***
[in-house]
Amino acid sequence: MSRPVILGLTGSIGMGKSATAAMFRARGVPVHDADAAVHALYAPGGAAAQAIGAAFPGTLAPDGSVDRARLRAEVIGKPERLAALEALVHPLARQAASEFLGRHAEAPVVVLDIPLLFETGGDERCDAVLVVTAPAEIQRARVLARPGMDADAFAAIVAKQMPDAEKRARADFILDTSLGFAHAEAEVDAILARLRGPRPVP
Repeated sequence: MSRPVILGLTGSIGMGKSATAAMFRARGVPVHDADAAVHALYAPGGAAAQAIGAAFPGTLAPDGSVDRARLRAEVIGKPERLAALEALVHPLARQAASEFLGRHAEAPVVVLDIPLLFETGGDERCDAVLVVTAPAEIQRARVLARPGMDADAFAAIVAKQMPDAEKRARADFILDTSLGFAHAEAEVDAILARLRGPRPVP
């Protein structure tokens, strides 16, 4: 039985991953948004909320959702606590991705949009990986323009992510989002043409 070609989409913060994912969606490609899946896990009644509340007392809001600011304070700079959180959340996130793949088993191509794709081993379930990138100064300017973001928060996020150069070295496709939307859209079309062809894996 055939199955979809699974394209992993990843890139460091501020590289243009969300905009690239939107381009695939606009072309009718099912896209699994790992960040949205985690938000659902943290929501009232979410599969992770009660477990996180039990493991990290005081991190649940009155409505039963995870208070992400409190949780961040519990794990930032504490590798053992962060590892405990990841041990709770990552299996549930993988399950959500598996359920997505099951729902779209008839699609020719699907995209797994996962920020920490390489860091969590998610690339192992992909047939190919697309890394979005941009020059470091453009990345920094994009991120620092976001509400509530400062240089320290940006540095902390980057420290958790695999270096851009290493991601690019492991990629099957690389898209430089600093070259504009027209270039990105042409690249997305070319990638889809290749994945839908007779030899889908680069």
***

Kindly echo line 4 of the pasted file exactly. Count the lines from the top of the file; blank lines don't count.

């Protein structure tokens, strides 16, 4: 039985991953948004909320959702606590991705949009990986323009992510989002043409 070609989409913060994912969606490609899946896990009644509340007392809001600011304070700079959180959340996130793949088993191509794709081993379930990138100064300017973001928060996020150069070295496709939307859209079309062809894996 055939199955979809699974394209992993990843890139460091501020590289243009969300905009690239939107381009695939606009072309009718099912896209699994790992960040949205985690938000659902943290929501009232979410599969992770009660477990996180039990493991990290005081991190649940009155409505039963995870208070992400409190949780961040519990794990930032504490590798053992962060590892405990990841041990709770990552299996549930993988399950959500598996359920997505099951729902779209008839699609020719699907995209797994996962920020920490390489860091969590998610690339192992992909047939190919697309890394979005941009020059470091453009990345920094994009991120620092976001509400509530400062240089320290940006540095902390980057420290958790695999270096851009290493991601690019492991990629099957690389898209430089600093070259504009027209270039990105042409690249997305070319990638889809290749994945839908007779030899889908680069």